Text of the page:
Thunderstorms can spawned tornadoes and landspouts. But what's the difference?
Landspouts are still a kind of tornado, but there are some key differences in how they form versus tornadoes.
The main difference between these types of tornadoes is the thunderstorms that produce them. A "typical" tornado usually comes from a supercell storm, while landspouts are not produced by supercells.
A "typical" tornado forms from rotating thunderstorms that have a well-defined mesocyclone, or rotating updraft. This is a supercell thunderstorm. Tornadoes usually occur over land and are often accompanied by strong winds, hail, and heavy rain.
Landspouts form over land but are generally smaller and weaker than tornadoes produced by supercells. Landspouts form from the ground up, rather than from a mesocyclone, and are associated with shallow, low-precipitation thunderstorms.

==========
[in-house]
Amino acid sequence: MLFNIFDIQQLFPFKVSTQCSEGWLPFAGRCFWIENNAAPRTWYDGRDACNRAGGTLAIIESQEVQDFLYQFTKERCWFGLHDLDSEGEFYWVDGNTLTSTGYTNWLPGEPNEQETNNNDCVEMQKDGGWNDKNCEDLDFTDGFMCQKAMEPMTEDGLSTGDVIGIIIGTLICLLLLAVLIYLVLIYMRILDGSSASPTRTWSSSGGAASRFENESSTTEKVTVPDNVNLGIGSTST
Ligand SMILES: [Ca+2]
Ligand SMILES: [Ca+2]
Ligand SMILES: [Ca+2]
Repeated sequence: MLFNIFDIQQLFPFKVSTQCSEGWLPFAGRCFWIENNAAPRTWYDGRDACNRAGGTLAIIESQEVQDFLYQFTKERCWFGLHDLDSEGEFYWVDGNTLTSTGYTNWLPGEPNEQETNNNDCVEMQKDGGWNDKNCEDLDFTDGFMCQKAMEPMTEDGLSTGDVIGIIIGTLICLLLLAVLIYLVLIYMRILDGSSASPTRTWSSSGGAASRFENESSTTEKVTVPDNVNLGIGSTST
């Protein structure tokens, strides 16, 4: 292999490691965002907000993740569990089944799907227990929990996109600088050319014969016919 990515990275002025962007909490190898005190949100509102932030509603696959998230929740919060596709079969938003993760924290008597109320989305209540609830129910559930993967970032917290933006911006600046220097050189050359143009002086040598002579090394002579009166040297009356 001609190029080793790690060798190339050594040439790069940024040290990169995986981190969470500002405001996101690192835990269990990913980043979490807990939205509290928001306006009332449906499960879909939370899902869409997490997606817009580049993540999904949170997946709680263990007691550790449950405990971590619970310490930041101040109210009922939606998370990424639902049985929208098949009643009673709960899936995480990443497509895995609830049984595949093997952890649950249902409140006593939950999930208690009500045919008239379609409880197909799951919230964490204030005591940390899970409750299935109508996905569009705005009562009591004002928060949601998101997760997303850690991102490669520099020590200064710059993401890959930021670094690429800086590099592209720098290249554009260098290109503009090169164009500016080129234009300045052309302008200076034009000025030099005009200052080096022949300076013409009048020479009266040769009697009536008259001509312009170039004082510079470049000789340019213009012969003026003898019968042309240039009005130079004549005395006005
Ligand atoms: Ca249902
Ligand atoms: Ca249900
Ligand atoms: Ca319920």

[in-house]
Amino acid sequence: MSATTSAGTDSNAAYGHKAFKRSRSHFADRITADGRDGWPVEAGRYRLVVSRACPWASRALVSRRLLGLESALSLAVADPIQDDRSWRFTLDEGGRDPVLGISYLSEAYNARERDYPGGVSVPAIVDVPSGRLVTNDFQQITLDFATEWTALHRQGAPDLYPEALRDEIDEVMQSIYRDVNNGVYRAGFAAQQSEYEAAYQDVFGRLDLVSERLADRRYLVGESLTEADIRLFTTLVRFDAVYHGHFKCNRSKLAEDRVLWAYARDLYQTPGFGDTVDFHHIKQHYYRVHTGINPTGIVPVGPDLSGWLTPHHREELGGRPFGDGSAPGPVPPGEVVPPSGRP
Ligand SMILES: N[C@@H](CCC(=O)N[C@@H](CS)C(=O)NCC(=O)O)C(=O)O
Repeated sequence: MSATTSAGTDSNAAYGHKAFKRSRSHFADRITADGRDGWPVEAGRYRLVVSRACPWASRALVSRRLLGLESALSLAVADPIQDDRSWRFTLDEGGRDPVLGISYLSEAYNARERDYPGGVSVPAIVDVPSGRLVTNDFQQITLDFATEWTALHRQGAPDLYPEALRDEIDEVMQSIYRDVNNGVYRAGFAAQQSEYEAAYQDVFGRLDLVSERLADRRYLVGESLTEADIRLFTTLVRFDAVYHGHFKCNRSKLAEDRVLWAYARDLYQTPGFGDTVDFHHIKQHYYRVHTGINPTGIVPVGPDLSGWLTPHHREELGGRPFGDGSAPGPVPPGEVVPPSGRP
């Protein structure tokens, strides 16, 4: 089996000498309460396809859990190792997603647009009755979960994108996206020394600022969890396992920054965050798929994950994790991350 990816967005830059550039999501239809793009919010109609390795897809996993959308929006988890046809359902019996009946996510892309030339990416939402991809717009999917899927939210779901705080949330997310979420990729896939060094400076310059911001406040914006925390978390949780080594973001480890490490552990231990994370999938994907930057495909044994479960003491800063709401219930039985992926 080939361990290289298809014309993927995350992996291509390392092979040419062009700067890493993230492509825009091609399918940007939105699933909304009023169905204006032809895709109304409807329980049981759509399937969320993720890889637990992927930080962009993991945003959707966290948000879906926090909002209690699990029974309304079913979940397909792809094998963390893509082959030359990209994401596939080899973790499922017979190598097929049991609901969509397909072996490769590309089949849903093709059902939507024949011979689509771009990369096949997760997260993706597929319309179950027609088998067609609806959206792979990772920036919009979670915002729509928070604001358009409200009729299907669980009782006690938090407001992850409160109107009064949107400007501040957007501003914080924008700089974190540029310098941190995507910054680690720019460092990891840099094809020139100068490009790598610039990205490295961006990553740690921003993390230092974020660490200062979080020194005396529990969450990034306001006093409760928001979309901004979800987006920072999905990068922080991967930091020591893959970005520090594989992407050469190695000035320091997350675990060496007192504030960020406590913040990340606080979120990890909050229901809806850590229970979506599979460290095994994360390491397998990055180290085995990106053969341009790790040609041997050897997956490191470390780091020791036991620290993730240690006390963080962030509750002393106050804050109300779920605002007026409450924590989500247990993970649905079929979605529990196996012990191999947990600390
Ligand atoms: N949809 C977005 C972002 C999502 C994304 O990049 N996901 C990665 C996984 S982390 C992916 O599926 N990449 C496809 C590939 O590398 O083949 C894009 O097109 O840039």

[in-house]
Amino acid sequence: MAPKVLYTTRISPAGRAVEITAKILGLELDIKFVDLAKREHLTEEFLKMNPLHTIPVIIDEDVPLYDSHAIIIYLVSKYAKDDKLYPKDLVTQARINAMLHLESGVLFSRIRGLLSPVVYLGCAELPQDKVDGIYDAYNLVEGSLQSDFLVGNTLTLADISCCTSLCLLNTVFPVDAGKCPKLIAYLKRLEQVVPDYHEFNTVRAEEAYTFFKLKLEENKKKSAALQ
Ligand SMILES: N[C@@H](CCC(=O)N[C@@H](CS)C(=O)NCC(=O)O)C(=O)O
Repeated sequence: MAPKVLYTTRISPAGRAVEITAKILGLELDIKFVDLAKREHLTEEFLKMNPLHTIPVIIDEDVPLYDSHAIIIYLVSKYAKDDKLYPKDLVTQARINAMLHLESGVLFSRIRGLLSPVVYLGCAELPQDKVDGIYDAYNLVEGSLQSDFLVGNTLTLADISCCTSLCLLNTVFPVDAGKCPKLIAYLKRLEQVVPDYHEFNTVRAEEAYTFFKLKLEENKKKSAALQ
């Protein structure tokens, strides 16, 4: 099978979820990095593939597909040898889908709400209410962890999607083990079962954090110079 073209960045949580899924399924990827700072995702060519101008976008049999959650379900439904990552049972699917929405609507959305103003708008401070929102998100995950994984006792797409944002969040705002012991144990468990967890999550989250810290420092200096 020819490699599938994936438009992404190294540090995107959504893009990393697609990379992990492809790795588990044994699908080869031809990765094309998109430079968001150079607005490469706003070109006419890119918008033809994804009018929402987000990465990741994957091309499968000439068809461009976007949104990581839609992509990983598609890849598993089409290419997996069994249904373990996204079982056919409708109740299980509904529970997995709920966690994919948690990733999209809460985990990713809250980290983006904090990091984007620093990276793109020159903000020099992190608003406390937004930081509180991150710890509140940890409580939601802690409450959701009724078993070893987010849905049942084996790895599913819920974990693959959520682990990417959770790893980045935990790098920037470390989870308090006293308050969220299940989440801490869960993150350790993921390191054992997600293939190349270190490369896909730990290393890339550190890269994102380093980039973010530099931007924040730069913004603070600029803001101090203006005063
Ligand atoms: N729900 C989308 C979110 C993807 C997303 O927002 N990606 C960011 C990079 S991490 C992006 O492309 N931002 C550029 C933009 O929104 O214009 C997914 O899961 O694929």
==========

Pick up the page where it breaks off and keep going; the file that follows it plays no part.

They are less destructive and have a different appearance from tornadoes, with a narrower funnel and a more diffuse cloud base.
Waterspouts are atmospheric vortices that form over water. They can occur in both tropical and non-tropical environments and are often associated with thunderstorms, but they can also form in the absence of thunderstorm activity.
Waterspouts can be either tornadic or non-tornadic, with the tornadic variety being more destructive. Like landspouts, waterspouts are generally smaller and weaker than tornadoes, but they can still be dangerous to boats and other vessels.